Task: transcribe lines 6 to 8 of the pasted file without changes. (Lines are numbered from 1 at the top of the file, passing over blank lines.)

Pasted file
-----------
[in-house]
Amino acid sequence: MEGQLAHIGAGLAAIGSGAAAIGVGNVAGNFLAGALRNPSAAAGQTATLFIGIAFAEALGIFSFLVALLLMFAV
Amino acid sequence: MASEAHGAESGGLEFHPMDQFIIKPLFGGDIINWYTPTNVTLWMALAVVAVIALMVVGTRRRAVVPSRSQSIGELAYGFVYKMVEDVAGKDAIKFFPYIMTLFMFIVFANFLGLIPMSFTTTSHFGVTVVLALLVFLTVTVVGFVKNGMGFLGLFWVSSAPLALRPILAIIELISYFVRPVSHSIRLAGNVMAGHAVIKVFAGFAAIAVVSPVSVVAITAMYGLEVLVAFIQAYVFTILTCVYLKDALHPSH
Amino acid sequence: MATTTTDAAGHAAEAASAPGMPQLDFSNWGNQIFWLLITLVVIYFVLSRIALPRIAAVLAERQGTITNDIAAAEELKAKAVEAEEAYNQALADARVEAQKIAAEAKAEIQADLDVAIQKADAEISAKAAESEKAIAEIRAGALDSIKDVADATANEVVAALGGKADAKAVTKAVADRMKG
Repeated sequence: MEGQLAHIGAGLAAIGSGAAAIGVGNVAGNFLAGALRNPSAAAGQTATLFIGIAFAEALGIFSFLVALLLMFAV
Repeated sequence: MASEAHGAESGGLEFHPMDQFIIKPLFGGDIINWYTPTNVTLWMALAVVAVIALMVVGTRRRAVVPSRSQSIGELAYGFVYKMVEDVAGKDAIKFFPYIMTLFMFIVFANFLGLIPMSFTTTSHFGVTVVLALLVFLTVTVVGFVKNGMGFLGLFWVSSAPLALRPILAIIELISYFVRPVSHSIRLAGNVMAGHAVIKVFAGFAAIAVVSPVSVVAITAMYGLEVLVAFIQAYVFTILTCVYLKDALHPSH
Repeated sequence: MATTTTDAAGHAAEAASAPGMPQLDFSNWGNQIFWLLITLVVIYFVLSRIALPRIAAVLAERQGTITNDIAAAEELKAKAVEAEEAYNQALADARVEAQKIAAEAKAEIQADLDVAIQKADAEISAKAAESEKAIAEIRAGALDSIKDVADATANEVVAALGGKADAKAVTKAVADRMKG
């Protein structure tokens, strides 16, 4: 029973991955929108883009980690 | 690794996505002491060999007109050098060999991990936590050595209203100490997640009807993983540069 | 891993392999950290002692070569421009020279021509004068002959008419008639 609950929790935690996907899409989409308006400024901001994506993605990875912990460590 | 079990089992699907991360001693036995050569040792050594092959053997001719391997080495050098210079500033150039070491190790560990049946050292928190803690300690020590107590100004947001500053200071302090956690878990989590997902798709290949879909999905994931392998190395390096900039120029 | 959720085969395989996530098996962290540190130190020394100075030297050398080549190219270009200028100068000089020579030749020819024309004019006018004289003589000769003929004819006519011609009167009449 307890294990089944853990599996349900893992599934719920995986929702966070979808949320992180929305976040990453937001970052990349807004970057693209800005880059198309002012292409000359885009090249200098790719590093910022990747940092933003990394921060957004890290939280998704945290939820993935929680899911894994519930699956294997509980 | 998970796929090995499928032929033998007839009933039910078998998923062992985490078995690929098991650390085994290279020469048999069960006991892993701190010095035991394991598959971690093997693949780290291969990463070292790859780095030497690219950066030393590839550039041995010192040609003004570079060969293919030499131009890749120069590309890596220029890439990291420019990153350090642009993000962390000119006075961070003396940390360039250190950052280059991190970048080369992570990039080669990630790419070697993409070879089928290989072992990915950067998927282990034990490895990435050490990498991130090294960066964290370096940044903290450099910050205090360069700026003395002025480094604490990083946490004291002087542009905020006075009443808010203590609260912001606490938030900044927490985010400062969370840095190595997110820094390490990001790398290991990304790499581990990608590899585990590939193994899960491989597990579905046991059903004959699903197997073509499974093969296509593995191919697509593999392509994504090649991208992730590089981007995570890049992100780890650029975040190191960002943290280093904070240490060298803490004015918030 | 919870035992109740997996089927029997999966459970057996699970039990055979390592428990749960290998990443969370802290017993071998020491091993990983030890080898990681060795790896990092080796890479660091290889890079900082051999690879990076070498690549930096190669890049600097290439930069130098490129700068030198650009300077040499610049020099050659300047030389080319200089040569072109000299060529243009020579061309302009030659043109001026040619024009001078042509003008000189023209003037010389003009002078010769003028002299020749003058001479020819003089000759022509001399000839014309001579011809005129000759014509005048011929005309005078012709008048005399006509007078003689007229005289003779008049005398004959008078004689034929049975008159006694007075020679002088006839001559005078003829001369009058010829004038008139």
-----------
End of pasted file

Repeated sequence: MASEAHGAESGGLEFHPMDQFIIKPLFGGDIINWYTPTNVTLWMALAVVAVIALMVVGTRRRAVVPSRSQSIGELAYGFVYKMVEDVAGKDAIKFFPYIMTLFMFIVFANFLGLIPMSFTTTSHFGVTVVLALLVFLTVTVVGFVKNGMGFLGLFWVSSAPLALRPILAIIELISYFVRPVSHSIRLAGNVMAGHAVIKVFAGFAAIAVVSPVSVVAITAMYGLEVLVAFIQAYVFTILTCVYLKDALHPSH
Repeated sequence: MATTTTDAAGHAAEAASAPGMPQLDFSNWGNQIFWLLITLVVIYFVLSRIALPRIAAVLAERQGTITNDIAAAEELKAKAVEAEEAYNQALADARVEAQKIAAEAKAEIQADLDVAIQKADAEISAKAAESEKAIAEIRAGALDSIKDVADATANEVVAALGGKADAKAVTKAVADRMKG
């Protein structure tokens, strides 16, 4: 029973991955929108883009980690 | 690794996505002491060999007109050098060999991990936590050595209203100490997640009807993983540069 | 891993392999950290002692070569421009020279021509004068002959008419008639 609950929790935690996907899409989409308006400024901001994506993605990875912990460590 | 079990089992699907991360001693036995050569040792050594092959053997001719391997080495050098210079500033150039070491190790560990049946050292928190803690300690020590107590100004947001500053200071302090956690878990989590997902798709290949879909999905994931392998190395390096900039120029 | 959720085969395989996530098996962290540190130190020394100075030297050398080549190219270009200028100068000089020579030749020819024309004019006018004289003589000769003929004819006519011609009167009449 307890294990089944853990599996349900893992599934719920995986929702966070979808949320992180929305976040990453937001970052990349807004970057693209800005880059198309002012292409000359885009090249200098790719590093910022990747940092933003990394921060957004890290939280998704945290939820993935929680899911894994519930699956294997509980 | 998970796929090995499928032929033998007839009933039910078998998923062992985490078995690929098991650390085994290279020469048999069960006991892993701190010095035991394991598959971690093997693949780290291969990463070292790859780095030497690219950066030393590839550039041995010192040609003004570079060969293919030499131009890749120069590309890596220029890439990291420019990153350090642009993000962390000119006075961070003396940390360039250190950052280059991190970048080369992570990039080669990630790419070697993409070879089928290989072992990915950067998927282990034990490895990435050490990498991130090294960066964290370096940044903290450099910050205090360069700026003395002025480094604490990083946490004291002087542009905020006075009443808010203590609260912001606490938030900044927490985010400062969370840095190595997110820094390490990001790398290991990304790499581990990608590899585990590939193994899960491989597990579905046991059903004959699903197997073509499974093969296509593995191919697509593999392509994504090649991208992730590089981007995570890049992100780890650029975040190191960002943290280093904070240490060298803490004015918030 | 919870035992109740997996089927029997999966459970057996699970039990055979390592428990749960290998990443969370802290017993071998020491091993990983030890080898990681060795790896990092080796890479660091290889890079900082051999690879990076070498690549930096190669890049600097290439930069130098490129700068030198650009300077040499610049020099050659300047030389080319200089040569072109000299060529243009020579061309302009030659043109001026040619024009001078042509003008000189023209003037010389003009002078010769003028002299020749003058001479020819003089000759022509001399000839014309001579011809005129000759014509005048011929005309005078012709008048005399006509007078003689007229005289003779008049005398004959008078004689034929049975008159006694007075020679002088006839001559005078003829001369009058010829004038008139």